More than 1,000 families living inside and near wildlife sanctuaries in the Kingdom’s northern provinces have seen their livelihood significantly boosted thanks to an NGO-initiated project.
And most of the families have become role models for farmers and natural resource conservationists due to the efforts of the NGO Sansom Mlup Prey.
Its coordinator, Keo Socheat, told The Post on Tuesday that the Wildlife-Friendly Ibis Rice Project, or Ibis Rice, began in 2009 in Preah Vihear province in collaboration with other forest conservation NGOs and associations in the country.
He said the project, which was launched in cooperation with the BirdLife International Cambodia Programme in 2017, has enjoyed much support and participation from local communities living near the Kulen Prum Tep and Chheb wildlife sanctuaries.
So far, the project has also expanded to the western Siem Pang Wildlife Sanctuary in Stung Treng province.
“The Wildlife-Friendly Ibis Rice Project is part of our participation in protecting and conserving forests in wildlife sanctuaries in Cambodia and in improving the livelihood of local communities through organic farming,” he said.
As of mid-June this year, he said more than 1,000 families had participated in the project, more than 600 of whom are in Preah Vihear province and nearly 400 in Stung Treng.
Participants in the project received training on organic farming techniques, which yielded higher quality and higher output and providing them with pure seeds free of charge.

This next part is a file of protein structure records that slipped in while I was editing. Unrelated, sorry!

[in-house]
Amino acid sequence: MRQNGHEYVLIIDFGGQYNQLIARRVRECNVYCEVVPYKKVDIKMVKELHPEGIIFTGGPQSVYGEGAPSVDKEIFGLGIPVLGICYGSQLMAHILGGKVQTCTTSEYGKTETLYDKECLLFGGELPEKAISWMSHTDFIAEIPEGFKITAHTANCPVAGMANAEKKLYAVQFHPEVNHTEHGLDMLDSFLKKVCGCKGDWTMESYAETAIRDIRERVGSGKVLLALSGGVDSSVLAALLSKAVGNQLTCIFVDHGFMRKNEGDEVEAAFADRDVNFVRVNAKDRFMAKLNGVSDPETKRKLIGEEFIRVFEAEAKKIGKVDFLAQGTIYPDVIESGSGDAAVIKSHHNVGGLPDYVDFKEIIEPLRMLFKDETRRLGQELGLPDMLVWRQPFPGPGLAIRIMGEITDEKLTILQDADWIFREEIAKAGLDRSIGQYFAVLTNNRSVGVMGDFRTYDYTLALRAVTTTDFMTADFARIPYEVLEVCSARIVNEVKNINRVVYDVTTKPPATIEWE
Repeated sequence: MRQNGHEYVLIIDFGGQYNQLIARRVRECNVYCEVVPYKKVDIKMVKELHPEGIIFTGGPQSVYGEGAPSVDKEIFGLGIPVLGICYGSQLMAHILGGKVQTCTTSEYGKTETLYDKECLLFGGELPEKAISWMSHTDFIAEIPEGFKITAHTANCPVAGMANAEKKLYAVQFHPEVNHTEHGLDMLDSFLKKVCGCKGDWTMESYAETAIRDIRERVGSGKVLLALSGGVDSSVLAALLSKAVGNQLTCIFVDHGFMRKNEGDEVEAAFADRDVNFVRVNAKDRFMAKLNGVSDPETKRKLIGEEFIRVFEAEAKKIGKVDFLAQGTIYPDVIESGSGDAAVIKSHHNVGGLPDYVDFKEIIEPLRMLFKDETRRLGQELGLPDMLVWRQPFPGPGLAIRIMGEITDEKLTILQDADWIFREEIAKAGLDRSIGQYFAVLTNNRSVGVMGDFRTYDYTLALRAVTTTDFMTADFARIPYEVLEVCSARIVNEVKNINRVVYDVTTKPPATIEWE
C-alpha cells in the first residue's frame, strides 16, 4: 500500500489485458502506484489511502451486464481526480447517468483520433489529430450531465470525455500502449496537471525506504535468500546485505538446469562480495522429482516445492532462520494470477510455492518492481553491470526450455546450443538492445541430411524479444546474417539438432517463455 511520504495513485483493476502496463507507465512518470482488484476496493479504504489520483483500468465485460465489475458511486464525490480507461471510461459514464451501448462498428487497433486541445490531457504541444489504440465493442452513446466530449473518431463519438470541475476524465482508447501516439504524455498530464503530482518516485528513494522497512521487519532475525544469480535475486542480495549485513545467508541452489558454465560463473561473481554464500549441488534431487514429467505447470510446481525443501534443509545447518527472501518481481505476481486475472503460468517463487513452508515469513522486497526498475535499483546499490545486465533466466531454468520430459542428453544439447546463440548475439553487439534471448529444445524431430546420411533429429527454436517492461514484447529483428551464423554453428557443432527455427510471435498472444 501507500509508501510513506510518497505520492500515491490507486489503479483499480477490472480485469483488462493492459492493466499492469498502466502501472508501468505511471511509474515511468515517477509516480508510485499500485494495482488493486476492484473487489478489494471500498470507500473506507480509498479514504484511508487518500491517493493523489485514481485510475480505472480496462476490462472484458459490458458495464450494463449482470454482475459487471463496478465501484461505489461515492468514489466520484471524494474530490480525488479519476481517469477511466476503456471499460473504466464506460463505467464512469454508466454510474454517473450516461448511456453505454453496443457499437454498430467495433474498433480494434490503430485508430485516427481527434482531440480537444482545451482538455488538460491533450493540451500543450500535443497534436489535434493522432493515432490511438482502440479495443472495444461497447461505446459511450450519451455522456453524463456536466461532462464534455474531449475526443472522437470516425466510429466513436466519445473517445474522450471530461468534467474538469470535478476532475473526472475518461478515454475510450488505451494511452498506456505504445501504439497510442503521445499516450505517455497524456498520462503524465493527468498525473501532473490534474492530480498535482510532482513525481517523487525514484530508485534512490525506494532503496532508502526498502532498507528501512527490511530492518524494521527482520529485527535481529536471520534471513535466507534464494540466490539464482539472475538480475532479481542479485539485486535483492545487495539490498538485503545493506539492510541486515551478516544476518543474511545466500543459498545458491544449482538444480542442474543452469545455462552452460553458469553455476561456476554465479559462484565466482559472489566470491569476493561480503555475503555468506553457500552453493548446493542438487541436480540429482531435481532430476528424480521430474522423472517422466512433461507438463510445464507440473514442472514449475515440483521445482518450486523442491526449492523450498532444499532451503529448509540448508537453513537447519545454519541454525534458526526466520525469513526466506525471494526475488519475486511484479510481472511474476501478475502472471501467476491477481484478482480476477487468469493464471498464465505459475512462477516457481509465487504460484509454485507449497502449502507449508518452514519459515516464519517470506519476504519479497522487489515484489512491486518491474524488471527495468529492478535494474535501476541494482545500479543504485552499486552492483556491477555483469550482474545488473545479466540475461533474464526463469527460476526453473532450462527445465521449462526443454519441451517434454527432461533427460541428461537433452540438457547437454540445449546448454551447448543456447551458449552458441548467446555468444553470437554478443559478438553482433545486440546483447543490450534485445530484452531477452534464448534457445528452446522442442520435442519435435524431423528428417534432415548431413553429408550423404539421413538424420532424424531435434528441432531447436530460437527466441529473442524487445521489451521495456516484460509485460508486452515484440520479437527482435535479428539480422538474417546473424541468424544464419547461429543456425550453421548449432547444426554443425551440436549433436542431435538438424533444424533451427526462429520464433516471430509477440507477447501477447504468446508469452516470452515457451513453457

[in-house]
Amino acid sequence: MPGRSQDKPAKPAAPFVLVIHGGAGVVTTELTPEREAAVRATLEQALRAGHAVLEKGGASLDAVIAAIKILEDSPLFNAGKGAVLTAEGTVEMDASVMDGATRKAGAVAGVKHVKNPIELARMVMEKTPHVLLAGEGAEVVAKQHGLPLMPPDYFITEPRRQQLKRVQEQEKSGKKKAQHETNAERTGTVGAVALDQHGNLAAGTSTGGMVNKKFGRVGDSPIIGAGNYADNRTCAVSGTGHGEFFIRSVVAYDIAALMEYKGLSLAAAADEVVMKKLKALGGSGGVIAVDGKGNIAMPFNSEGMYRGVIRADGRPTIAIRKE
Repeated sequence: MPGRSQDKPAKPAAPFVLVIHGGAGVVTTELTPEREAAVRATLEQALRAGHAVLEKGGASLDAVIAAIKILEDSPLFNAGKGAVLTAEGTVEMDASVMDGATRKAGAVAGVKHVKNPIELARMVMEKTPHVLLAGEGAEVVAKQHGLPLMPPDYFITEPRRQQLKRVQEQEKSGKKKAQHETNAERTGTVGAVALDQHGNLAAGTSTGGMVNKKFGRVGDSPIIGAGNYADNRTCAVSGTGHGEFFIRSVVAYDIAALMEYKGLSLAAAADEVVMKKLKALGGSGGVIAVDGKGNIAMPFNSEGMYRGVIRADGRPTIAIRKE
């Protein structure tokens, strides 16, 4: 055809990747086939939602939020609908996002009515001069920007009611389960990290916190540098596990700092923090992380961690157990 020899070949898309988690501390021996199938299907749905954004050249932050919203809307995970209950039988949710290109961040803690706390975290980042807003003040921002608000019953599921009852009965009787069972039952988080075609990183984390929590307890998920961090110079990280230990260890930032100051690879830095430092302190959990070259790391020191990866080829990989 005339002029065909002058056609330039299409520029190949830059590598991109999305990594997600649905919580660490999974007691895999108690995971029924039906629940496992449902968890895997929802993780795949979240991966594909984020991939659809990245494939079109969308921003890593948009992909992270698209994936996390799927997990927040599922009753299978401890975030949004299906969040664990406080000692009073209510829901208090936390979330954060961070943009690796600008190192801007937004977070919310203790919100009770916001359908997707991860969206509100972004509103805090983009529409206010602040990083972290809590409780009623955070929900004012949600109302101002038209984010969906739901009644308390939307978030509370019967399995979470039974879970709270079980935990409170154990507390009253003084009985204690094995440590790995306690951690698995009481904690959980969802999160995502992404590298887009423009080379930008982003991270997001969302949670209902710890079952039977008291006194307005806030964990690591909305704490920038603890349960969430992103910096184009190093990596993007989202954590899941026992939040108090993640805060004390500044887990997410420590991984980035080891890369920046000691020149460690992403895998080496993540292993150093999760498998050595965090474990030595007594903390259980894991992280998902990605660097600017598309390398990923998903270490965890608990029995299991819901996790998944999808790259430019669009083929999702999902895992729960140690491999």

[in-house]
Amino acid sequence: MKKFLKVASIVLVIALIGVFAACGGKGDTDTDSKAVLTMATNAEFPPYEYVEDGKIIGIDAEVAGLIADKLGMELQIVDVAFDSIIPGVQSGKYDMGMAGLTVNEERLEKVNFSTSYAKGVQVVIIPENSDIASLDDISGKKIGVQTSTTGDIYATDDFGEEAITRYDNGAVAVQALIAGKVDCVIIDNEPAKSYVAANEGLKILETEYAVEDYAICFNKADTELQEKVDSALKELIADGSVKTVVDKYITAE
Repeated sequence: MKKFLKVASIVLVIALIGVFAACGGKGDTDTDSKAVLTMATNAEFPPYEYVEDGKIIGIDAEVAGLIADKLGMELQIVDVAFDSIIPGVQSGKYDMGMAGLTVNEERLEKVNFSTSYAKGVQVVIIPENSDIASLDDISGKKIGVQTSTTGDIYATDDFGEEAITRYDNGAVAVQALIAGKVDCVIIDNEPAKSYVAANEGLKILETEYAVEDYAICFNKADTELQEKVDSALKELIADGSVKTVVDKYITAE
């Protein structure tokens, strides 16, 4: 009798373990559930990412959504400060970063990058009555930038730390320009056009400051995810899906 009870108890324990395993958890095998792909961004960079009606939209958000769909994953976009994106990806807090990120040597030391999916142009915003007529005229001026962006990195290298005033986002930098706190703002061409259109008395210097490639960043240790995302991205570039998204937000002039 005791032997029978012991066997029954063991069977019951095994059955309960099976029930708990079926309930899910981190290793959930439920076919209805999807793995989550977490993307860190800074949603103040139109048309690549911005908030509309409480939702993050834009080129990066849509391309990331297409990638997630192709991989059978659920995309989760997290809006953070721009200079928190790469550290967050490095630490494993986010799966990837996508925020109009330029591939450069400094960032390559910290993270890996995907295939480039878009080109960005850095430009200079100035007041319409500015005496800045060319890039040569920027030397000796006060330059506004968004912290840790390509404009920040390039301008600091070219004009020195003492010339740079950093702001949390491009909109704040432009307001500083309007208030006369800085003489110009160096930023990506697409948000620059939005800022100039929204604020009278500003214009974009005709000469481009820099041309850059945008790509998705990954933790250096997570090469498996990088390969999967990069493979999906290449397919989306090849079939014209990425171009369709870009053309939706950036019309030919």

The communities are also provided support and legal assistance in obtaining recognition and securing registration of their farmland with the relevant institutions as most of their farmlands were located in wildlife sanctuaries.
“To improve food security and increase the income of farmers who have participated in our project and to make them participate in conserving wildlife sanctuaries in which they live and rely on for a living, we have helped buy their output at a price that is 10 per cent higher than the market price for the first year.
“We increased this to more than 20-30 per cent in the third year if their outputs are proven to be 100 per cent organic and in compliance with the project’s requirements,” he said.
Bou Vorsak, the director of BirdLife International Cambodia Programme, told The Post on Tuesday that when the Ibis Rice scheme first began in the western Siem Pang Wildlife Sanctuary, only 43 families participated. He said the number has since swelled to 384 families.
“Farmers are required to comply with four main conditions out of the 12 prerequisites, including an agreement to refrain from poaching and logging, encroaching on forest land in wildlife sanctuaries, using all kinds of chemical fertilisers or pesticides,” he said.
Vorsak said that most villagers in the communities who have participated in this project have become role model farmers and wildlife activists in the Siem Pang Wildlife Sanctuary as they have regularly joined local authorities and rangers from the Ministry of Environment to prevent forest crimes.
Siem Pang district governor Phann Yuth told The Post on Tuesday that through this project, forestry crimes including poaching and logging have decreased remarkably, while forest land clearing has been completely eliminated in the western Siem Pang Wildlife Sanctuary.
He said the scheme has helped promote active participation from villagers in local communities in preventing the crimes.
“The livelihoods of our villagers inside and near the wildlife sanctuaries have been boosted with our help and support in growing and harvesting techniques."
“The villagers are provided with good, pure rice seeds for farming, while their outputs can fetch a price that is 10-30 per cent higher than the market price,” he said.
Yuth said the project initiators had recently brought more than six tonnes of Phka Romduol rice seeds for nearly 400 families who have participated in the project for farming in the early rainy season.